Indeed, there is already a covert war, most likely waged by the United States, Israel, or both, against Iranian nuclear facilities and scientists in which bombings, sabotage, cyber attacks, support for and training of terrorists who carry out attacks against the Iranian regime, and targeted assassinations of Iranian scientists have frequently occurred. US Defense Secretary Leon Panetta coyly admits that he has "some ideas" who is responsible for these attacks, which would surely been seen as acts of war subject to severe retaliation if committed against the United States or Israel. Crippling economic sanctions are also seen as US provocation by the Iranian government.
Washington claims that this latest aggression against Iran, part of a long history of US meddling and hostility toward Tehran, is an effort to prevent the Islamic Republic from developing nuclear weapons. But all 16 US spy agencies concluded that Iran is not trying to develop such weapons. The International Atomic Energy Agency (IAEA), US Defense Secretary Leon Panetta, Israeli Defense Minister Ehud Barak and Israeli military chief Gen. Benny Gantz, who called Iran's leadership "very rational," all agree that Iran is not currently trying to develop nuclear weapons.
Under such circumstances, and despite an ongoing campaign of demonization in the US corporate mainstream media, making the case for war with Iran presents difficulties that Clawson suggests could be overcome by "crisis initiation."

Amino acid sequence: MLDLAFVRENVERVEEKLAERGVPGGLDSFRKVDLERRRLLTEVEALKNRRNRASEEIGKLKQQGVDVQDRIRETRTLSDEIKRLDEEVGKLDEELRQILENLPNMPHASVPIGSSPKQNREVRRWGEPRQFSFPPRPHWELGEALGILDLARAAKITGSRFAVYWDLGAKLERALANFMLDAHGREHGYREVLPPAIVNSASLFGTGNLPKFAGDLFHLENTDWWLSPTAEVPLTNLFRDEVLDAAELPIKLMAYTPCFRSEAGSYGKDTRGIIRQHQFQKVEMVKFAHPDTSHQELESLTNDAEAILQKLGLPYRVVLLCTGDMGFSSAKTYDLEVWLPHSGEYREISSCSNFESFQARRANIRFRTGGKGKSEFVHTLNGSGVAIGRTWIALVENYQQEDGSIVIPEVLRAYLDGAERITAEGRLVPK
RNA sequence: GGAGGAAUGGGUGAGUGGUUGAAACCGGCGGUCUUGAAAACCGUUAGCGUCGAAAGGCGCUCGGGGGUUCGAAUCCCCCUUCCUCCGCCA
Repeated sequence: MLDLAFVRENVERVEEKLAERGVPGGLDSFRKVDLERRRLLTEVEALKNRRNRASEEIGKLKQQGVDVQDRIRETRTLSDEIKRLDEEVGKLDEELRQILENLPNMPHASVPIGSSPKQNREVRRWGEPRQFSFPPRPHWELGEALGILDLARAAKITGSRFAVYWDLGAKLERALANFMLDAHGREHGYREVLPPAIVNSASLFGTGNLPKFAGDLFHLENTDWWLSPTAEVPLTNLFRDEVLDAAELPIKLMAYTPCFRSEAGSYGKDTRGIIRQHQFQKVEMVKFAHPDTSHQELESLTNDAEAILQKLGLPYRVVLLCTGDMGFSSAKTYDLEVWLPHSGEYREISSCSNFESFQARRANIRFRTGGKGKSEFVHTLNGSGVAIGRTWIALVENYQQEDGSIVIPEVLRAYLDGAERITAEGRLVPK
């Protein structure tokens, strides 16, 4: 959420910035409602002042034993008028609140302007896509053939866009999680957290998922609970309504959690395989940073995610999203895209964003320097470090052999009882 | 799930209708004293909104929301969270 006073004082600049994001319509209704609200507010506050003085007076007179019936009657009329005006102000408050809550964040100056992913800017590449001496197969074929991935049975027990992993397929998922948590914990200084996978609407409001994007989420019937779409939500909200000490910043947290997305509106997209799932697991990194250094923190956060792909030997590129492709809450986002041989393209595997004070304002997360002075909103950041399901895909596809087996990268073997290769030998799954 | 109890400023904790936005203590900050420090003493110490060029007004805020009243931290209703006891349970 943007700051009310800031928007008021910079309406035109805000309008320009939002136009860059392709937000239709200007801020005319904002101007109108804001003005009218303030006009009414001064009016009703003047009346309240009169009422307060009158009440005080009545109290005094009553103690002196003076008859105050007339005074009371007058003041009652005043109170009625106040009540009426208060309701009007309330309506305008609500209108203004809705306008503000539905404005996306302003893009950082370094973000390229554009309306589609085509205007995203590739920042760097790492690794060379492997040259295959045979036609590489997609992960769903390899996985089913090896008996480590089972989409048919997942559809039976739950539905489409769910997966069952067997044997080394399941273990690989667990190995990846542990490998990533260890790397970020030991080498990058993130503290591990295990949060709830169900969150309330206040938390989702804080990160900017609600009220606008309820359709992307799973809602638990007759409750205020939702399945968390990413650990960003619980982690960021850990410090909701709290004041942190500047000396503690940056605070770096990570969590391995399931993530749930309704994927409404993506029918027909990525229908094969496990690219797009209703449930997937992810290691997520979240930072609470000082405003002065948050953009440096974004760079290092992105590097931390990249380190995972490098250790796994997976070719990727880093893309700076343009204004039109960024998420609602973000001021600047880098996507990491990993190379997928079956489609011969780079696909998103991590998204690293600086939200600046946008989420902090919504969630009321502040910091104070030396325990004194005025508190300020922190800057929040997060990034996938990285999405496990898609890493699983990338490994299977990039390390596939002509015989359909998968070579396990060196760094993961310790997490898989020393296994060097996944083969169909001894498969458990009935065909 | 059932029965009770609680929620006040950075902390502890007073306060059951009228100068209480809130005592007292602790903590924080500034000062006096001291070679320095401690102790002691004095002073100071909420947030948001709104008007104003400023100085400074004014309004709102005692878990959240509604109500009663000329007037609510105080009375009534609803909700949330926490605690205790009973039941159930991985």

It wouldn't be the first time "crisis initiation" has been considered as a means of stoking war with Iran. During George W. Bush's tenure, senior administration officials met in Vice President Dick Cheney to discuss carrying out a "false-flag" operation in which US Navy SEALs would set out in small boats disguised as Iranian vessels to attack US Navy ships in the Straits of Hormuz.
"False-flag" attacks were also considered during Operation Northwoods, a secret 1960s plan to carry out terrorist attacks in US cities and against US military targets and blame them on Cuba in a bid to initiate a war that would oust Fidel Castro from power.
WINEP, the organization Clawson represents, was founded in 1985 by members of the American Israel Public Affairs Committee (AIPAC), the nation's most prominent pro-Israel lobby group. WINEP's stated mission is "to advance a balanced and realistic understanding of American interests in the Middle East and to promote the policies that secure them."
But WINEP's allegiance has been questioned, with prominent critics accusing the think-tank of being under AIPAC's control.
More about Clawson's examples of "crisis initiation":